You probably don’t use the word defiled in everyday conversation. But if the synonyms dirty or unclean come to mind, you’re on your way to understanding the key Old Testament theme of defilement. It’s just that in Scripture, defilement isn’t limited to physical uncleanness. Often it’s ceremonial and symbolic, and the symbolism points to the most serious kind of uncleanness—moral and spiritual uncleanness.
Yahweh structured the nation Israel with a complex network of symbols designed to teach his people fundamental lessons about his character and ways and especially his plan of salvation. Many of these symbols centered on the theology of access to the presence of God. The concept of defilement or uncleanness relates to this issue of access.
2 biblical polarities
Two pairs of opposite categories come into view here: holy vs. common and clean vs. unclean (Lev 10:10). Richard Averbeck helpfully notes that the first of these distinctions concerned the status of people and things in Yahweh’s arrangements for Israel, while the second distinction concerned the condition of people and things.1
Holy (Hebrew root qdš) described that which was separated or dedicated to a special Godward purpose. Examples include the Sabbath (Exod 20:11), the tabernacle incense (Exod 30:35), and the religious convocations of Israel (Num 28:18). Holiness admitted of degrees: Yahweh set apart all the Israelites as holy and called them to a holy lifestyle (Exod 19:6; Lev 11:44–45); yet Israel’s priests were holy in a more technical sense and with higher expectations (Lev 21:1ff). Likewise, the tabernacle consisted of the Holy Place and the Most Holy Place (Exod 26:33–34).
The opposite of holy is common (Hebrew root ḥll). This category could involve the irreverence that may come to mind with the translation profane. But in essence, “common” just means “ordinary.” It encompassed whatever and whomever had not been set apart for some particular divine service. Additionally, what was holy could be made common by violating the stipulations mandated for its use. Even Yahweh’s holy name could be made common by the sins of his people (Lev 20:2).
Within the status categories of holy and common, the ceremonial condition of people and things could be either clean (Hebrew root ṭhr) or unclean/defiled (Hebrew root ṭm’). TheOld Testament law placed all manner of items in the “unclean” category.
Leviticus 11–15 is the key passage here. Yahweh identified an array of animals as unclean and therefore prohibited the Israelites from eating them (11:1–23). Even touching the carcass of an unclean animal made one unclean (11:24–47). Childbirth made a woman unclean (ch. 12). Skin diseases and mildew were unclean (chs. 13–14), as were various bodily discharges (ch. 15). Numbers 19 concentrates on another source of uncleanness: touching a human corpse. In sum, a host of material things without and within an Israelite could make him or her ceremonially unclean.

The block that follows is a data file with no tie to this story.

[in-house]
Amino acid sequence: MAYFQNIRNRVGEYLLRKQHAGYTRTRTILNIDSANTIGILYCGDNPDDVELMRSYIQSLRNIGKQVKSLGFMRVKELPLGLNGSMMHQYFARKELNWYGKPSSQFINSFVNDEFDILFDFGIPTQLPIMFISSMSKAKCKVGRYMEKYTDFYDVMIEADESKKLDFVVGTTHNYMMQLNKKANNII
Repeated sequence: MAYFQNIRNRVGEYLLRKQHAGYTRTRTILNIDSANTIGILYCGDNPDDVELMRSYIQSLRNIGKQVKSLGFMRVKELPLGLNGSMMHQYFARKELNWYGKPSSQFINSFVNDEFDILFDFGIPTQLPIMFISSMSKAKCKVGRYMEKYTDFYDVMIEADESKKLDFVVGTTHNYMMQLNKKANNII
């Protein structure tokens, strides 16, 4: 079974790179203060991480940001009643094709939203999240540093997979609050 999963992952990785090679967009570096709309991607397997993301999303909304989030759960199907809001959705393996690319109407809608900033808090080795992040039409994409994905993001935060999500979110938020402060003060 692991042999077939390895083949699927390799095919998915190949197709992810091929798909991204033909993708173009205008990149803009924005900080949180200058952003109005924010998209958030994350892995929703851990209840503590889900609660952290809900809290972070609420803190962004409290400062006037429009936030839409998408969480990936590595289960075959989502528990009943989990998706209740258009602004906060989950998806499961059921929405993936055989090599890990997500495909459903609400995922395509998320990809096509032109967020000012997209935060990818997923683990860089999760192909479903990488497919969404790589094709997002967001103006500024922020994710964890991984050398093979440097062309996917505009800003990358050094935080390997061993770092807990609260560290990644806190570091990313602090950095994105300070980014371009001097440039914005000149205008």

Why all the defilement laws?
Even after we sort through the dizzying details of the clean/unclean laws in the Mosaic code, they still sound strange to our twenty-first-century ears. What’s the point of them all?
Scholars have long wrestled with that question and have proposed a variety of theories. Some have proposed, for example, that the unclean elements were unhygienic or unhealthy. Or possibly, they were anomalous as compared to other elements in their class and therefore violated God’s insistence on wholeness. Or perhaps, some have argued, they were associated with the idolatrous worship of the Ancient Near East. Leviticus 20 does connect Israel’s separateness from unclean animals with its separateness from pagan nations (vv. 22–26).
A likely overriding explanation is that the unclean elements were associated in some way with the loss of life or death. And since death came into the world because of sin, the unclean elements, though not sinful in themselves, symbolized sin and its polluting effect.2
Yet even if we can’t be entirely sure about the specific rationale for the uncleanness of individual elements, the general idea stands out clearly: the complex of clean and unclean things relates to the ultimate blessing of Yahweh’s covenant with Israel. In the words of Leviticus 26:11–12,
I will make my dwelling among you,
and my soul shall not abhor you.
And I will walk among you and will be your God,